Globe-Gazette from Mason City, Iowa on February 5, 1931 · Page 7
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Globe-Gazette from Mason City, Iowa · Page 7

Mason City, Iowa
Issue Date:
Thursday, February 5, 1931
Page 7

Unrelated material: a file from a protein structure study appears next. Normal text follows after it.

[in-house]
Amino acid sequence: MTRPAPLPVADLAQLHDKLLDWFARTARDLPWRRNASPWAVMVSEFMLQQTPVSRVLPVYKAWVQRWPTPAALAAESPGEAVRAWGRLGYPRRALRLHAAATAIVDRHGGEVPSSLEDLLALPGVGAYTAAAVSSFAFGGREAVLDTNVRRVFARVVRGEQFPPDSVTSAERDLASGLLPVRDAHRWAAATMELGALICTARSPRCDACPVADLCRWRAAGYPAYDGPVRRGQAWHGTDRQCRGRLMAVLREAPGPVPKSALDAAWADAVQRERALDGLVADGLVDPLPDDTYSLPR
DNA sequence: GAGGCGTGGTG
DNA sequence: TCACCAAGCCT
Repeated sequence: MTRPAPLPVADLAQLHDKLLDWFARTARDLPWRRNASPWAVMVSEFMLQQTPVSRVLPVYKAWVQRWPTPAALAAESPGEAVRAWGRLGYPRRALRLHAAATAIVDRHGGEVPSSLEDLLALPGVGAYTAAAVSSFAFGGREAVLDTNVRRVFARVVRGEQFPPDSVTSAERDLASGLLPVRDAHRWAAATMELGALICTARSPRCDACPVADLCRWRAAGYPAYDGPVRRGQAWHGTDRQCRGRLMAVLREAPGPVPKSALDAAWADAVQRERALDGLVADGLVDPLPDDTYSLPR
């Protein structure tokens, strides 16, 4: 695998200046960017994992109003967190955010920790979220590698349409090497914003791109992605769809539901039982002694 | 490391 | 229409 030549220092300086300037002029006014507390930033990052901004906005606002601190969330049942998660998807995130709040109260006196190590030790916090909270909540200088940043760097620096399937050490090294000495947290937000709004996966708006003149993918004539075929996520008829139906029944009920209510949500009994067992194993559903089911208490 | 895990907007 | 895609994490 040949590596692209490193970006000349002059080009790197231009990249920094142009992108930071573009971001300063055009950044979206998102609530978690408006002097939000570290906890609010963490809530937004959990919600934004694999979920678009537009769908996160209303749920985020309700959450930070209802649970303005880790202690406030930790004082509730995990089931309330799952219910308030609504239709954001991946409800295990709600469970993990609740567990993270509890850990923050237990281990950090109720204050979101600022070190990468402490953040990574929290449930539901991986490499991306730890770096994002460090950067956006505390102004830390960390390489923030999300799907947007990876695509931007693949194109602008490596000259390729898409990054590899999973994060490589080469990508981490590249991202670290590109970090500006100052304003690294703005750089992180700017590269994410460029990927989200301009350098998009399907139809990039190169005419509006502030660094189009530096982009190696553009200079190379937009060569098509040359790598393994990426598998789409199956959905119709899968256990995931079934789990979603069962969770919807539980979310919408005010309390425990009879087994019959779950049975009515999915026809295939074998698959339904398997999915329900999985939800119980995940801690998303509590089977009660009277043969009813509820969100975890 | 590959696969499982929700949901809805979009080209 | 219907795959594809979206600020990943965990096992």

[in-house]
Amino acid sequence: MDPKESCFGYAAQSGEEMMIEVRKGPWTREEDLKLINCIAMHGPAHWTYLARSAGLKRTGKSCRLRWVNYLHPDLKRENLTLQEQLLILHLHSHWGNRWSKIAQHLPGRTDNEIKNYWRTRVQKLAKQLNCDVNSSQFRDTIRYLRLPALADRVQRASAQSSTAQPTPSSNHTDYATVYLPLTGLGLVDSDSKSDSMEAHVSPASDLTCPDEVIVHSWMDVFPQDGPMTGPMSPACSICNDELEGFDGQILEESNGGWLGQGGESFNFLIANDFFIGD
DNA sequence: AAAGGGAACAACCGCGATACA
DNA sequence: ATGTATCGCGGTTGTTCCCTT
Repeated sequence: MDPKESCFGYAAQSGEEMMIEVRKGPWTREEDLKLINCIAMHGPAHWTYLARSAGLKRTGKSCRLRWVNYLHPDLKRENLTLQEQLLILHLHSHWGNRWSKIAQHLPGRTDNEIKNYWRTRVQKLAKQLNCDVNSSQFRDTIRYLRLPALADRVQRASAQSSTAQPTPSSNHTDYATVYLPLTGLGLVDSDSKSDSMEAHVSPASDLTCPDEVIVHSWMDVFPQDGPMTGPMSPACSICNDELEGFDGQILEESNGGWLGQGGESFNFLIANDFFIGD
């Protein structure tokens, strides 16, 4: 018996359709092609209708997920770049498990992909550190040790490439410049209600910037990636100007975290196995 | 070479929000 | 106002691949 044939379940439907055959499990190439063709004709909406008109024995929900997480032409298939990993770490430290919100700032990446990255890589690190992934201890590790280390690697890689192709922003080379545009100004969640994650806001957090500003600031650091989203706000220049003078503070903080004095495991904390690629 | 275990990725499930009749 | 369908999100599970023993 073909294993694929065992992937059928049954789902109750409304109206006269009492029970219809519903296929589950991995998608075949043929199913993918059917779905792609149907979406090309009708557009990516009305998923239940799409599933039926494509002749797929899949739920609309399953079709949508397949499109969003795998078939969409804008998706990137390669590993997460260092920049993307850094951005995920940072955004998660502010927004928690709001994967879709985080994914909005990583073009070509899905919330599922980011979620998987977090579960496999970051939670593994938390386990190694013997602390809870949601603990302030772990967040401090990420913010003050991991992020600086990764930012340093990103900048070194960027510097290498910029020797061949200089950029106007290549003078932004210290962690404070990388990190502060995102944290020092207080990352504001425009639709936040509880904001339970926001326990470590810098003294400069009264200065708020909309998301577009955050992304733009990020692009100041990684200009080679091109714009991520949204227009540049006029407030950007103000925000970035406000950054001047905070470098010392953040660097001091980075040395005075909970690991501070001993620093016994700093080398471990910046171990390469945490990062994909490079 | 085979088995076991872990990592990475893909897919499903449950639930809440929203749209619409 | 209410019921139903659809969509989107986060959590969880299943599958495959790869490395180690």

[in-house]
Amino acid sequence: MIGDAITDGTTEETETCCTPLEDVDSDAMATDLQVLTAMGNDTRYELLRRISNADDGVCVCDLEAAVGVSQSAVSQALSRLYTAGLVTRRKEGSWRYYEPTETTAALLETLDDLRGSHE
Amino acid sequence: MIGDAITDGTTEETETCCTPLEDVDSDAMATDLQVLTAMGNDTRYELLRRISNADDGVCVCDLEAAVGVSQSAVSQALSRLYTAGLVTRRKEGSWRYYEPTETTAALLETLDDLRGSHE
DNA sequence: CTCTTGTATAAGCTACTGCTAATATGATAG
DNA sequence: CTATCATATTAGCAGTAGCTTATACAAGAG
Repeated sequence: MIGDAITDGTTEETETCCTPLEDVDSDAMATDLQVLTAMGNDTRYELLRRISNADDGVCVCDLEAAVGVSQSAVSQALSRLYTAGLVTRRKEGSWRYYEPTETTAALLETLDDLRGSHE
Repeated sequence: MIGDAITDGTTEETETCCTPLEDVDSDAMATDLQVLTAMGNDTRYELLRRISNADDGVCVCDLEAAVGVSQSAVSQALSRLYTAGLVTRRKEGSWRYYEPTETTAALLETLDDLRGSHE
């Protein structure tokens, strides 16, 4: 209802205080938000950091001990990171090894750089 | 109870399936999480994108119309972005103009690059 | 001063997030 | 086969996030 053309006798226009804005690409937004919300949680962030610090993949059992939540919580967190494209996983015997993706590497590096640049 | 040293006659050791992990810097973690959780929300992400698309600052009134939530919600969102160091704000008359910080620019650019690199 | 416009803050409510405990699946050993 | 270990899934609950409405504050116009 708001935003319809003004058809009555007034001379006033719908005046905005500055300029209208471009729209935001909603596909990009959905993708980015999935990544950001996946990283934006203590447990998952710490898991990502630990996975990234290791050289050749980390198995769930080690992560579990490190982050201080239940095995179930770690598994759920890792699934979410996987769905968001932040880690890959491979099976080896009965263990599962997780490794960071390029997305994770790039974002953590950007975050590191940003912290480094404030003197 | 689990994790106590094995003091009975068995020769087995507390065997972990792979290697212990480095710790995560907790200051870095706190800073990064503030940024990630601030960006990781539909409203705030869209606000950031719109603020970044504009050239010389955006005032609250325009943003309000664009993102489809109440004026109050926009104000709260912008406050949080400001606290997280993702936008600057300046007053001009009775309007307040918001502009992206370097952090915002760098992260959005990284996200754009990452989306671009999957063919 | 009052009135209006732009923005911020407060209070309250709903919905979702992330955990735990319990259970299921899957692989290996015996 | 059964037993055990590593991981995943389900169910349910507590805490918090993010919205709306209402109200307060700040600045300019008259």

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6RETCHEN STEINER TO SPEAK BEFORE WOMAN'S CLUB | Lecturer Is Experienced in Dramatics February General Meeting to Be Tuesday at 2:30 O'Clock. The vastly changing form and scope of the modern theater with its talking pictures, its rapidly growing .little theaters, the plays of clubs and schools, and the legitimate playhouses, have brot the drama into closer touch with more people than at any time in recent history, in the opinion of Miss Gretchen Steiner of Grlnnell college who will speak to the Woman's club -here Tuesday at 2:15 o'clock in the First Methodist church. ,Miss Steiner, daughter of Dr. Ed- .w'ard A. Steiner, author,and lecturer, and the head of the department of Applied Christianity, at-Grinnell, is exceptionally well fitted to discuss the many, phases of the modern theater and during the past year in her work as associate of the department of public relations, she spoke to several thousand persona !f various schools, civic and women's clubs and little theater' organizations thruout Iowa, Illinois, South Dakota, Minnesota, and Ne- .braska. Her talks include .discussions of the art of the theater, the modern drama, and the problems- connected with play production, the organization of little theater groups, the designing of costumes and scenery. Her experience and training give . her a knowledge of the theatex from the standpoint of the student, the actor, and the director. She studied in the School of the Theater of Mme. Yvette Guilbert, tha famous French diseuse; at tho University' of Wisconsin with Irving Pitchell of California; and recently wtib. Prof. George Pierce Batter in the 47 Workshop at Yale university. Miss Steiner has also done special work on the training of the speaking voice with Miss Katherine Jewell Everts, and in the writing- field at Columbia university. She served as instructor in public speaking and dramatic production, .at DePauw university, was assistant professor in the same subjects at Vassar college, and this year was 1 a faculty member of the Grinnell college summer session. Miss Steiner's professional stage connections include engagements in productions of the theater guild in New York City and with Otis Skinner. She has been director of the Community theater in Poughkeepsie, W. Y., and the Players of Ni' agara, of Niagara Falls, N- Y; improvident. She should, of course, try to get another job and take a couple of rooms by herself. That is the only right way possible to bring this about. It is not easy, however, to get jobs now; even if one is young and strong, and she can't be very young. ' --·:·-- . CELEBRATE BIRTHDAY Mr. and Mrs. F. M. Graham, Emory, ceiebratd the birthday of their daughtter, Elizabeth, who was 11 years old Tuesday, wtih a 6:30 o'clock dinner and a pleasant evening. A number of friends were in j vited for the occasion. Miss Mary Connell Becomes Bride of Maurice E. Whalen LAWLER, Feb. 5.--The marriage of Miss Mary Conuell and Maurice E. Whalen, was held Wednesday morning. The Rev. John O'Donnell read the nuptial high mass. The wedding march was playe'd by Sister Miriam Viola, and Maurice O'Connor sang three solos during the ceremony. The bride was attired in a dark blue chiffon gown with hat, gloves, and shoes to match. She wore a corsage of roses and carried a' prayer book. A wedding breakfast was served to the immediate relatives at the home of the bride's parents, Mr. and Mrs. Mike Connell. The bride attended Iowa St^te Teachers' college at Cedar Falls and has taught in the rural schools for a number of years. The bridegroom is the youngest son of the late Mr. and Mrs. John Whalen. He received his education in the Lawler parochial school. Mr. and Mrs. Whalen will make their home on the bridegroom's farm north of Lawler. Bits About' em Mr. and Mrs. J. C. Stoddard, 324 Second street southeast, left by motor Thursday for Miami, Fla., where they will spend a month or two. Mrs. Stoddard was entertained Wednesday at a luncheon given by Mrs. C. I. Snyder. «= * * Mrs. E. R. Reed of Fort Dodge, is spending a few days at the home ot Mrs. H. L. Brown, 054 Eighth streel northeast. * * * John Seuneff. Jr., 216 Louisiana avenue southeast, has returned from a short trip to St. Paul. * * * \ Stanley Haynes, 1023 Pennsylvania avenue northeast, has returned from Dea Moines where he attended the conference of the Church of Christ. * * * Mrs. R. L. James, 904 Pennsylvania avenue northeast, is spending the week in Renwick where she is coaching dramatics. *= v! * Mr. and Mrs. R. F. Farrer, 805 Elm drive, and Archie Peterson, 1006 Pennsylvania avenue -northeast, have returned from Minneapolis where they attended tho au- tomobile show. The Fnrrers and Mr. Peterson went by plane, making th.i trip in two hours. * * V; Mr. and Mrs. John Senneff, Sr., 6. Beaumont drive, have returned frtii Chicago where they spent a we\'(. " v \ * s *·= Mrs, Anna Husting, 12 First street ''northwest, left Thursday for Marshall town and Cedar Rapids where she will visit her daughters. Mrs. L. N. Lynchen, and Mrs. Perry West. She plans on being gone about a month. * t- =;= Miss Margaret Wellik, 111 Adams avenue northwest, is leaving for Garner where she has accepted a position. * « * Mrs. Hattie E. Cockayne, loa Pennsylvania avenue northeast, left Thursday for Chicago where she will spend a few days. 4- * *= Mrs. J. M. Heffner, 122i/j Thirteenth street northeast, left Thursday evening for Long Beach, Cal., where she will visit her daughter and son-in-law, Mr. and Mrs. Wayne Caward. Judging from the small number of casualties, the Panama revolution was on the pacific side.--Vir- ginlnn-1'llot. · l-i Woman Is Told toMke Demand for Her Rights By VIRGINIA LEE "THE HATRED of relatives is most violent," said a wise man a long time ago, and he knew whereof he spoke. Family quarrels are most bitter and devastating. And the especial relation of In-law-which is only created by marriage-- i3 even more bitter.than between blood relations. V The mother-in-law problem bobs up in this column ever so often. What to advise when it seems as if the daughter-in-law or son-in-law and mother have to live together is a question. You can't just hurl your mother-in-law out into the street to starve, no matter how disagreeable she is. And you can't force other people to take her into their homes. And you can't make her over so that she can be independent. * # * "DEAR MISS LEE: I dearly Jove my husband. There is not a thing I know of thatvl would not do for him. We never had any, children, so it is just he and I in our little home. He has had other women, but I was never jealous. I always knew he would come hack, and he did. "But now it is different. I feel as . tho I am heading straight for a separation if I am compelled to do what has been talked over between my husband an^ his mother. "About 10 years ago my husband's father died. His mother finally got a job, but lost it last May. She has been living beyond her means and now her money is just about all gone, lly husband told me they have been talking about us get- ing a larger house (when we can't afford the rent), and letting her have two rooms to fit up for herself. I was not in on their arrangement. She and I dbn't even speak. She is so jealous of Jack and me that she is worse than mean to me. "She has a wealthy retired brother but he won't help her, neither will her well-to-do sister, and Jack and I have to watch our P's and Q's to make ends meet at all. Please advise, "GOLDIE C." In the first place it was absolutely wrong of your husband to plan any change in your home without consulting you. I suppose both he and- his mother were'afraid of what you would say, so they thot it better to"'"keep it dark" There is no use scolding about it, but you will be perfectly within your rights to insist, gently, but firmly, that it is your right to help plan anything which so affects you. Of course you must face the fact that your husband is responsible for the support of his mother. Brothers and sisters do not have to provide for her as long as she has a son to look after her welfare. You can't let her starve, even if she has been m In Newest Serpentine Front Design! 100% ANGORA MOHAIR LIVING ROOM SUITE Greatest FURNITUR This is the sale hundreds of shrewd shoppers eagerly await each year, knowing the sort of savings this event brings! We have outdone all previous February sales in this offering! Varieties are Larger! Values are Greater! Prices are Lowest in Years! Your 1931 Furniture Dollar buys as it has never bought before! Come, see for yourself! You will marvel at the Bargains! It Will Pay You To Come To share in these Great Savings . . . Never before and maybe never again will Furniture be so cheap. Easy Payments and Free Delivery No matter where you live in Iowa we will extend you liberal credit--and will deliver your purchase free by truck or paid freight. . . Makes no difference if your purchase be large or small. LARGE SOFA AND JOHN BUNNY CHAIR Pedestal Type Walnut Dining Suite An excellent suite of higher quality-50 Consists of large roomy buffet, extension oblong table and six -chairs. WALNUT BEDROOM SUITE $ 49 A beautiful suite--Dresser, Chest of Drawers and Poster Bed. This suite is of better quality. " Pay Only $9.50 Down Balance Monthly This is truly one of our finest 100% Angora Mohair Suites. You must see this suite. Full cushion reverse with spring fill. Guaranteed construction. A truly wonderful value. Let us have the pleasure of showing- you this value. LAMPS! ONE SPECIAL GROUP OF Floor, Junior and Table Lamps EACH See This Outfit Grouped On Our 3rd Floor Liberal Credit Terms To Anyone in Iowa LIVING ROOM Living Room Suite, Pull Up Chair, Parlor Table, End Table, Floor Lamp a n d 8.3x10.6 Seamless Axminster Rug. Free Truck Delivery or Goods Stored For Later Delivery--Free DINING ROOM 8 Piece Walnut. Dining Room Suite, Gxfl Velvet Rug. BED ROOM Complete Walnut Bet! R o o m Suite, Spring a n d Mattress, 2 Bed Room Rugs. 19-21 First St. S. E. KITCHEN E n a m e l G a s Range, Porcelain. Table, 2 White Chaira, 6x0 Felt. Base Rug. MASON CITY